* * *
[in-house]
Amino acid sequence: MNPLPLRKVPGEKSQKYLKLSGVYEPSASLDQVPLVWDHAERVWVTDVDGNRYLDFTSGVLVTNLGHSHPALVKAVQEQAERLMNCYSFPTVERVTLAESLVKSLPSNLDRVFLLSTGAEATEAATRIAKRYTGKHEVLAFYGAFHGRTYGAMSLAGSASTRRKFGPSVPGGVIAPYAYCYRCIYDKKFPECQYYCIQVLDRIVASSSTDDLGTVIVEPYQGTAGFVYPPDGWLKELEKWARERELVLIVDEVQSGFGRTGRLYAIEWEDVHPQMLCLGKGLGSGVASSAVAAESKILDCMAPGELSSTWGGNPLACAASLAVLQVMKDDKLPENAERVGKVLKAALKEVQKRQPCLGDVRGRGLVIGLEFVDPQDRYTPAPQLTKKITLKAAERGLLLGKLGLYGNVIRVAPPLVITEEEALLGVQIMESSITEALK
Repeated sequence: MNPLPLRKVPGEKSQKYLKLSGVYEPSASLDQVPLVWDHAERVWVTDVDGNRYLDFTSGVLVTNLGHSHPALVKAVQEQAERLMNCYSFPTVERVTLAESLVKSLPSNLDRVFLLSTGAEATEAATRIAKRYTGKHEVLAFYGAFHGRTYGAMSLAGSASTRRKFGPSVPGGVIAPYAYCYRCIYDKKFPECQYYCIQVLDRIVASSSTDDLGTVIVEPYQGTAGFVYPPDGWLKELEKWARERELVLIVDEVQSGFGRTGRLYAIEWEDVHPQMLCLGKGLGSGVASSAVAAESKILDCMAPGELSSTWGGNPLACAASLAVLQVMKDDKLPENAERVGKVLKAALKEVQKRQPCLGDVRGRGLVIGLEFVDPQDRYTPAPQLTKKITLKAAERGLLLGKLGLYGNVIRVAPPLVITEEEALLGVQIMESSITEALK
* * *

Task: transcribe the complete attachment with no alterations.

[in-house]
Amino acid sequence: MNPLPLRKVPGEKSQKYLKLSGVYEPSASLDQVPLVWDHAERVWVTDVDGNRYLDFTSGVLVTNLGHSHPALVKAVQEQAERLMNCYSFPTVERVTLAESLVKSLPSNLDRVFLLSTGAEATEAATRIAKRYTGKHEVLAFYGAFHGRTYGAMSLAGSASTRRKFGPSVPGGVIAPYAYCYRCIYDKKFPECQYYCIQVLDRIVASSSTDDLGTVIVEPYQGTAGFVYPPDGWLKELEKWARERELVLIVDEVQSGFGRTGRLYAIEWEDVHPQMLCLGKGLGSGVASSAVAAESKILDCMAPGELSSTWGGNPLACAASLAVLQVMKDDKLPENAERVGKVLKAALKEVQKRQPCLGDVRGRGLVIGLEFVDPQDRYTPAPQLTKKITLKAAERGLLLGKLGLYGNVIRVAPPLVITEEEALLGVQIMESSITEALK
Repeated sequence: MNPLPLRKVPGEKSQKYLKLSGVYEPSASLDQVPLVWDHAERVWVTDVDGNRYLDFTSGVLVTNLGHSHPALVKAVQEQAERLMNCYSFPTVERVTLAESLVKSLPSNLDRVFLLSTGAEATEAATRIAKRYTGKHEVLAFYGAFHGRTYGAMSLAGSASTRRKFGPSVPGGVIAPYAYCYRCIYDKKFPECQYYCIQVLDRIVASSSTDDLGTVIVEPYQGTAGFVYPPDGWLKELEKWARERELVLIVDEVQSGFGRTGRLYAIEWEDVHPQMLCLGKGLGSGVASSAVAAESKILDCMAPGELSSTWGGNPLACAASLAVLQVMKDDKLPENAERVGKVLKAALKEVQKRQPCLGDVRGRGLVIGLEFVDPQDRYTPAPQLTKKITLKAAERGLLLGKLGLYGNVIRVAPPLVITEEEALLGVQIMESSITEALK